Reading about how these strong women carved their own paths and dedicated their lives to creating art which came from their hearts and pushed their chosen mediums (with some totally rethinking ‘traditional’ craft) is so exciting. It makes me feel like anything is possible if I keep listening to what feels true to me and set aside worries about what anyone else may think about my art.
They have reminded me how belief, conviction and dedication can lead you toward becoming an artist if you trust the process.
The concept of ’emergence’
Tell us about your first foray into experimenting with line
Back in Autumn, 2020, I approached the whole process as preparatory work, laying the ground for whatever came next. I could picture the ‘long game,’ and I knew where I roughly wanted to end up.
I imagined large, immersive pieces of metal embroidery that drew in the viewer. The closer one got, the more there was to see. And I could picture viewers almost breathing and being meditative.
I wanted to capture Anni Albers’ notion of art as a ‘visual resting place.’ However, I didn’t quite know how I would get there or exactly what it would look like.
So, I decided to start by picking one thread and one fabric (copper passing through a dark grey linen) and working within a circle to see what would happen. I literally went the flow of the metal thread. This first piece led to a series of five additional pieces, each with its own line density and sense of flow.
Ultimately, though, they felt more like sketchbook ‘pages’ than finished works. Something was missing.
Writing this almost half a year on, I now see I hadn’t really clarified what I wanted to achieve with that work. I was missing a strong motive or ‘rule’ to follow. Even though they had a nice flow to them, they essentially felt like I was taking a line for a walk.
Still, by working on those pieces, I gained an understanding that line quality is important to me. I knew I wanted this work to be about line itself. I love the immediacy of line, and I love the idea of creating work that explores the a line’s inherent qualities.
A thread—metal or other—is simply a line. And rather than using a gold thread to depict something in a pictorial sense, I wanted to expose the thread for the line that it is. To strip back my technique where necessary and lay it bare.
I decided to next focus on drawing. I find drawing to be freeing. Perhaps it’s the more spontaneous nature of a pen over a needle and thread.
Or maybe as an embroiderer, I feel more pressure when it comes to stitch. I place more expectation on ‘doing good work’ in a medium that has become a part of my identity. Putting down embroidery and picking up a pen allowed me to think more about line.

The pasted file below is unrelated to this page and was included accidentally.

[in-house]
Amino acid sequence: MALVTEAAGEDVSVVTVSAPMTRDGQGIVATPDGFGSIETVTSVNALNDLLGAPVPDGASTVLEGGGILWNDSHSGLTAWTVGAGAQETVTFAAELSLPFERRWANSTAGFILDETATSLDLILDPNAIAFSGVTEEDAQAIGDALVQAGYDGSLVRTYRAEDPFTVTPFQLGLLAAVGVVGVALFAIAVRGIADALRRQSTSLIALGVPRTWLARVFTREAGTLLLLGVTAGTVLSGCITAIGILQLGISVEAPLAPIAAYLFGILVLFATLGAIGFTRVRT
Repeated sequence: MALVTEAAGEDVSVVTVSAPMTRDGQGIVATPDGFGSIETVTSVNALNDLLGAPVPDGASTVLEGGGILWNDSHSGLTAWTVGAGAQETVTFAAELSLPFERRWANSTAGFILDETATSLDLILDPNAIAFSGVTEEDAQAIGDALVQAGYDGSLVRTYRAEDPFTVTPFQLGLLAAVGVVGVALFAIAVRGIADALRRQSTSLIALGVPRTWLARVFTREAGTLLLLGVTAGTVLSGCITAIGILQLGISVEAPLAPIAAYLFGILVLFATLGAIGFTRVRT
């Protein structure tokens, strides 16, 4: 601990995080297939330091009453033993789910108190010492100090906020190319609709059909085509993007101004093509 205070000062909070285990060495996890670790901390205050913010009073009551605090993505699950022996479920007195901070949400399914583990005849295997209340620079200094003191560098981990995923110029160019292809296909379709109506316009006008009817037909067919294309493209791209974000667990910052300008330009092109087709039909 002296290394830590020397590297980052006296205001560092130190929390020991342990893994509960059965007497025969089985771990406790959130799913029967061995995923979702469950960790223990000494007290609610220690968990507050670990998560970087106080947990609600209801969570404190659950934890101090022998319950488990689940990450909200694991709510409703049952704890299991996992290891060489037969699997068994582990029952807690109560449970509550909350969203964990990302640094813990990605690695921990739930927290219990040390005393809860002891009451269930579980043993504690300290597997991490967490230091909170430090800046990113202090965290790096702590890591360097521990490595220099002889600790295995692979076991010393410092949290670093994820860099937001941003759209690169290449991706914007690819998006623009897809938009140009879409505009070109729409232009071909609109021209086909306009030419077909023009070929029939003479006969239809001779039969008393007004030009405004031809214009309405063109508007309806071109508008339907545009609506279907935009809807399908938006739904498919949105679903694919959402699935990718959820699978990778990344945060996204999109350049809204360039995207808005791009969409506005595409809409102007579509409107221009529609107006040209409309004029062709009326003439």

I filled a whole sketchbook with drawings, each one exploring the seemingly endless possibilities of using a ruler and grey pen on white paper. The confinement was paradoxically freeing. It allowed me to delve deeper into what was in front of me, rather than becoming overwhelmed by unlimited choices about colour, material, line quality, etc.
I then decided to push out of my comfort zone. As someone who has always been drawn toward expressive, fluid lines in my embroidery, I translated the ruled-line pen drawings back into stitch.
To do this, I developed a method of stretching my metal threads taut across the canvas, making sleek, straight lines. These threads could then be multiplied to create works which explore density of thread and effects of multiple lines interacting with light.
I found myself drawn to exploring the simplicity of metal on fabric, putting aside conventional goldwork techniques for the time being.
I then realised I wanted to only use couching stitches in a very intentional way, rather than becoming a by-product of construction as they had felt in my initial 5-piece series. I enjoyed pushing my practice in this way. It felt so out of my comfort zone and right on the edge of what I felt I could still describe as goldwork: thread, simply secured on the back, with no stitches on the front.
Although I am happy with how that small body of work turned out, I ultimately found it to be restrictive. I found myself craving to work in a more spontaneous way, dancing with the threads and following their flow.
Perhaps I will return to it in the future. But I also realised I was feeling self-imposed pressure to pick up where I had left off over a year ago, hoping it would soon become obvious what form my work would take.